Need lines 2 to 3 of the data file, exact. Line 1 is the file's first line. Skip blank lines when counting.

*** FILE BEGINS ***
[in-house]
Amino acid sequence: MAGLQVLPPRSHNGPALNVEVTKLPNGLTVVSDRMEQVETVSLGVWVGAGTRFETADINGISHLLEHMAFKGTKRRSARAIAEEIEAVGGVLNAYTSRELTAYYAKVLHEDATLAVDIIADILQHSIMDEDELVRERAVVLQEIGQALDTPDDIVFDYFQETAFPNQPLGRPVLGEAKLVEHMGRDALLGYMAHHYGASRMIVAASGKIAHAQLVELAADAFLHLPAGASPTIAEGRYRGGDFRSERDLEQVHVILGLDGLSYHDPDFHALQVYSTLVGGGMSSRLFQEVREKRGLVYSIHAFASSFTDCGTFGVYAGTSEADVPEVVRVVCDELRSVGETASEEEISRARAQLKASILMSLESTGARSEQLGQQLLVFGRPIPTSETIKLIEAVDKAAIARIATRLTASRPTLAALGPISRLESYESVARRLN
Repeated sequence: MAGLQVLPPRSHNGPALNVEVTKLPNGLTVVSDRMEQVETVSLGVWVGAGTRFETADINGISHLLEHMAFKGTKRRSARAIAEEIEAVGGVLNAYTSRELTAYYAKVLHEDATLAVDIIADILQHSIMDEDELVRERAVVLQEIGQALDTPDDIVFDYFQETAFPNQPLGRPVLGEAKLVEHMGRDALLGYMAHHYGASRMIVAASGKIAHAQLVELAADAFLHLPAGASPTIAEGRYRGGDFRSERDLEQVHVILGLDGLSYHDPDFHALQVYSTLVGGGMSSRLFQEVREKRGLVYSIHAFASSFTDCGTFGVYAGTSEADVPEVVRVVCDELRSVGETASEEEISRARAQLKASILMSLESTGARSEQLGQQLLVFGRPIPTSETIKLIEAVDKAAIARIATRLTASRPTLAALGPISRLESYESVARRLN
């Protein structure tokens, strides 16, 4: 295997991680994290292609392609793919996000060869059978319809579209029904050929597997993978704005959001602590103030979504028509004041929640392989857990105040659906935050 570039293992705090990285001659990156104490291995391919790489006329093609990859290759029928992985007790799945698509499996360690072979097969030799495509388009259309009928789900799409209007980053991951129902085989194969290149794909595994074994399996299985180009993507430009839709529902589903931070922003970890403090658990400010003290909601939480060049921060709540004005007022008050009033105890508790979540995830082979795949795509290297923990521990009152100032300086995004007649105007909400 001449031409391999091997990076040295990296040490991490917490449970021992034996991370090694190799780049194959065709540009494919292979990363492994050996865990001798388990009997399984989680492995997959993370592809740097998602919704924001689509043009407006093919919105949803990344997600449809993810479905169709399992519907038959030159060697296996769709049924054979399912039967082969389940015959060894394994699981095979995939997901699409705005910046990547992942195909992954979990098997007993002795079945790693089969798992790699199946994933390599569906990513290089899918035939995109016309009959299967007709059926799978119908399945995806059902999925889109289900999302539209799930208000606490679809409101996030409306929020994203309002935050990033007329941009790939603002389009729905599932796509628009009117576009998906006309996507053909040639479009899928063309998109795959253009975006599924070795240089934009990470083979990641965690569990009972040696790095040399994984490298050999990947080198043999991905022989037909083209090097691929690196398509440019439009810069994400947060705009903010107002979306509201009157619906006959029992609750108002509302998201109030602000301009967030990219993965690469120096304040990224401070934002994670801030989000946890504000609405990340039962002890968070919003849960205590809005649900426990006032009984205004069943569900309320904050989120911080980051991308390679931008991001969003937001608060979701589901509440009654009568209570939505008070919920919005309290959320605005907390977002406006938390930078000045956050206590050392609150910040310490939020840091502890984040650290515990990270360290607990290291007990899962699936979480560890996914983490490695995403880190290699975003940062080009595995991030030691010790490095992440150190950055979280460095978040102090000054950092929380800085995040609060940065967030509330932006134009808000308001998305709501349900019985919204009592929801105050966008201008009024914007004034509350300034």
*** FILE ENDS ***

Amino acid sequence: MAGLQVLPPRSHNGPALNVEVTKLPNGLTVVSDRMEQVETVSLGVWVGAGTRFETADINGISHLLEHMAFKGTKRRSARAIAEEIEAVGGVLNAYTSRELTAYYAKVLHEDATLAVDIIADILQHSIMDEDELVRERAVVLQEIGQALDTPDDIVFDYFQETAFPNQPLGRPVLGEAKLVEHMGRDALLGYMAHHYGASRMIVAASGKIAHAQLVELAADAFLHLPAGASPTIAEGRYRGGDFRSERDLEQVHVILGLDGLSYHDPDFHALQVYSTLVGGGMSSRLFQEVREKRGLVYSIHAFASSFTDCGTFGVYAGTSEADVPEVVRVVCDELRSVGETASEEEISRARAQLKASILMSLESTGARSEQLGQQLLVFGRPIPTSETIKLIEAVDKAAIARIATRLTASRPTLAALGPISRLESYESVARRLN
Repeated sequence: MAGLQVLPPRSHNGPALNVEVTKLPNGLTVVSDRMEQVETVSLGVWVGAGTRFETADINGISHLLEHMAFKGTKRRSARAIAEEIEAVGGVLNAYTSRELTAYYAKVLHEDATLAVDIIADILQHSIMDEDELVRERAVVLQEIGQALDTPDDIVFDYFQETAFPNQPLGRPVLGEAKLVEHMGRDALLGYMAHHYGASRMIVAASGKIAHAQLVELAADAFLHLPAGASPTIAEGRYRGGDFRSERDLEQVHVILGLDGLSYHDPDFHALQVYSTLVGGGMSSRLFQEVREKRGLVYSIHAFASSFTDCGTFGVYAGTSEADVPEVVRVVCDELRSVGETASEEEISRARAQLKASILMSLESTGARSEQLGQQLLVFGRPIPTSETIKLIEAVDKAAIARIATRLTASRPTLAALGPISRLESYESVARRLN